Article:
Still, we couldn’t feel too gloomy. We’d arrived in Marlborough and that could mean only one thing: wine times! After spending a night in Nelson and treating ourselves the next morning to a mini coffee-shop crawl through the town’s surprisingly charming centre, we head to Blenheim –  the capital of wine country.

There are loads of different wine tours to choose from but we went with Marlborough Wine Tours who do a four hour personalised tour – including all tastings but not lunch – for $55 NZD (£27) per person. That seemed like a lot after Argentina but looking at it a few months later, isn’t bad value. We had lunch at Giesen – a fantastic mixed platter of cold meats, cheeses, seafood and salad. They did veggie options and their wine isn’t bad either… although the last stop of a wine tour is always going to come off favourably, right?!

Lunch at Giesen winery Marlborough

Marlborough Wine Tours New Zealand

It’s fair to say that given the budget and the time we could have happily spent four or five days idling around the countryside in a semi-drunken state (See our Mendoza blog for evidence). But our two weeks were almost up and we had to get the campervan back so onward we went.

No trip to New Zealand would be complete without some wildlife spotting and so the next day we headed to Kaikoura in search of whales. As usual it’s prohibitively expensive. The surprisingly educational boat tour costs $145 NZD (£68) but they’ll refund 80 percent of that if no whales are sighted. Luckily for us no refunds were necessary…

Whale watching Kaikoura

…although on the other hand this did mean we could only afford half a crayfish between us for lunch!

Kaikoura crayfish

With (half) full bellies we began our final stretch down to Christchurch. Oddly, we discovered early on that most campervan companies only have depots in Auckland and Christchurch so if you want to continue to Queenstown you’ll either have to do a full loop and come back up to Christchurch or you’ll have to drop the camper and switch to a car. We opted for the latter and although it did seriously stretch our budget, it was a relief to be sleeping in a proper bed again!

For more on that leg of the trip, as well as what else we got up to in New Zealand, you’ll have to wait to check out our other posts. Now, if you’ll excuse me, I’ve got to grab my jandals and go get myself a steak and cheese pie…

Driving a campervan in New Zealand

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The LBA Latin America awards

As the Latin American leg of the Let’s Be Adventurers world tour draws to a close, now’s the time to reward the best and shame the worst of our discoveries as latter-day conquistadors.

Best night’s sleep

Hostel Lao: Mendoza, Argentina

It’s just got everything. Hot water and decent pressure in the shower, good WiFi, convenient location to get the bus out to wine valleys, friendly and helpful staff, comfy beds, good social area and a nice garden, wine for sale and a great crowd of people. Fabulous place.

Highly commended

El Pueblito: El Bolson, Argentina

El Pueblito hostel, Argentina

A forest fire in the region gave the hostel an ethereal glow but it’s really not spooky, honest!

A beautiful old wooden chalet-style home from home in a stunning valley. It is nestled away from the main road, next to a clean and cool river that’s perfect for an invigorating dip before dinner. They bake incredible bread and the staff are simply wonderful, helpful, friendly, people. Rooms are a bit rustic, but that’s the charm.

‘What a dump’ award for shabbiest hostel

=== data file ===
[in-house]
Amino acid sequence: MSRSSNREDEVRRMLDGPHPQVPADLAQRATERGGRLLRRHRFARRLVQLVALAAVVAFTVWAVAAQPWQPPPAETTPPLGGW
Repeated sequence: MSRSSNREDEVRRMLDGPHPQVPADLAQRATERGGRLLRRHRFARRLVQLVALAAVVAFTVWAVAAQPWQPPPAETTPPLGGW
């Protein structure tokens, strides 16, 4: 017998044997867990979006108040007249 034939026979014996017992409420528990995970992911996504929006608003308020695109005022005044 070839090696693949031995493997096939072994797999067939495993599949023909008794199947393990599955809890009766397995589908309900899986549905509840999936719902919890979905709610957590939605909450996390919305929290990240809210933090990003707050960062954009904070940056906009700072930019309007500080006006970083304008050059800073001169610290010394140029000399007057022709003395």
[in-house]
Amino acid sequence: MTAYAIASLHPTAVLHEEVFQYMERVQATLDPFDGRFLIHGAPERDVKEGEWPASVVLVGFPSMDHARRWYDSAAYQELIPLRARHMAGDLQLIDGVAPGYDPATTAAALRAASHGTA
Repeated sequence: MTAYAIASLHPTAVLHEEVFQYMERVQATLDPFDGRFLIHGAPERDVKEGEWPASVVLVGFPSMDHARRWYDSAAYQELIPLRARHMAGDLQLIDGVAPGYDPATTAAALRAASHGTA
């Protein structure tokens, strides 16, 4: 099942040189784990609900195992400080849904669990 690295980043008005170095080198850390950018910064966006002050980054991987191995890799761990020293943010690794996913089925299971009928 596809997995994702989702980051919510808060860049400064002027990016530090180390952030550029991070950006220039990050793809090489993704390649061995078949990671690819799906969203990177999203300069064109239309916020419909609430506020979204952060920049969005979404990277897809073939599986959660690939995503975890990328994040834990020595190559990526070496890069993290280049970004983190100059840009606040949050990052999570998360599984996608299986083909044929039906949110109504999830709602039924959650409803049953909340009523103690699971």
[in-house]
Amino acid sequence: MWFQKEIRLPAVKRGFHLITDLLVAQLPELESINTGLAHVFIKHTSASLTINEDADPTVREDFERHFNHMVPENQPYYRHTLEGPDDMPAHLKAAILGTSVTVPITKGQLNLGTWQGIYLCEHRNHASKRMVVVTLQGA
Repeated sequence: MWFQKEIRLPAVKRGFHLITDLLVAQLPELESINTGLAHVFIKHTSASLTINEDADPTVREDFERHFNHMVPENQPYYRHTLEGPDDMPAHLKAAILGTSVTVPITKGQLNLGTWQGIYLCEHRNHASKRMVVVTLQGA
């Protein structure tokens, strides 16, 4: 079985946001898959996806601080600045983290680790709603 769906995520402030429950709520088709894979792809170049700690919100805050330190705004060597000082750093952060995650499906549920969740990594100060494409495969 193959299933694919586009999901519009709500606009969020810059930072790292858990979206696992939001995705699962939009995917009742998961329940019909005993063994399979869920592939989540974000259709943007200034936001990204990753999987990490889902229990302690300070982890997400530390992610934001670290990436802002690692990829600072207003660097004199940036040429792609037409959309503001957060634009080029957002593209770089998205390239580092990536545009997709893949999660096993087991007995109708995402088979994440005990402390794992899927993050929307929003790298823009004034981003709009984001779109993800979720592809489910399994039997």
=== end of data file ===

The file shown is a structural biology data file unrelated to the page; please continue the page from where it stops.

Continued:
Favela Chic: Foz de Iguacu, Brazil

More favela than chic. The roof leaked so our bags got soaked through during heavy rain. The WiFi didn’t work, the food was garbage and the staff were beyond weird. The fact that there was no-one else there gave the whole place a desolate vibe and the owner tried to charge us twice. Click here for Franki’s amazing TripAdvisor review.

Best end-of-a-hard-day drink

La Vineria: El Chalten

After a long hard slog through the Patagonian mountains, enjoy their huge range of craft beers, a giant wine selection, brilliant music, friendly bar staff and tasteful decor, plus you can see Mount Fitzroy out of the window on a clear day. What’s not to love?

Highly commended

Havana: Cartagena, Colombia

OK, so it’s a Cuban theme bar with its fair share of tourists. But damn it’s fun. Salsa the night away among people who can dance much better than you, weaving around a huge well-stocked bar, to the sounds of a live Cuban band blowing their lungs out. Magica.

Worst hangover

Rio de Janeiro

After a night on the caipirinhas with a Polish pal we made that same night, Rio had us well and truly beaten. Some people talk about feeling like death warmed up. When it’s 40 degrees out, that phrase rings truer than ever. Ouch. Kill us. Kill us now.

Best street art

Valparaiso, Chile

A masterpiece on every flat surface, that’s the beauty of this soulful city.

Valpo, as the locals call it, is legendary for food and drink too. So there is plenty to look at as you reel homewards down its precipitous streets. Check out my blog featuring some of the best of Valpo’s open-air creations.

 

Highly commended

Buenos Aires, Argentina

Take one of the local street art tours and learn about the artists behind the giant, colourful murals found all over the city.

Gabriel Garcia Marquez award for magic realism

Salento, Colombia

Perhaps it ought to be sultry Cartagena, the fictionalised version of which is the backdrop for Love in a Time of Cholera. But for us, Salento was an other-wordly, dreamlike paradise.

Fog rolls through vivid green hills dotted with the world’s tallest palm trees, which look like they belong in a fantasy movie.

Highly commended

Trancoso, Brazil

A twinkly, groovy, tranquil, dingly dell of a beach town, the centrepiece a huge village green surrounded by ramshackle houses daubed in bright colours. At night the whole place is dimly lit with hundreds of lanterns, as overawed tourists and ageing hippies who came here long ago mingle beneath the stars. My sense of surrealism may have been enhanced by the strong muscle relaxants I was taking for a totally knackered back. Oh, the beach is gorgeous as well.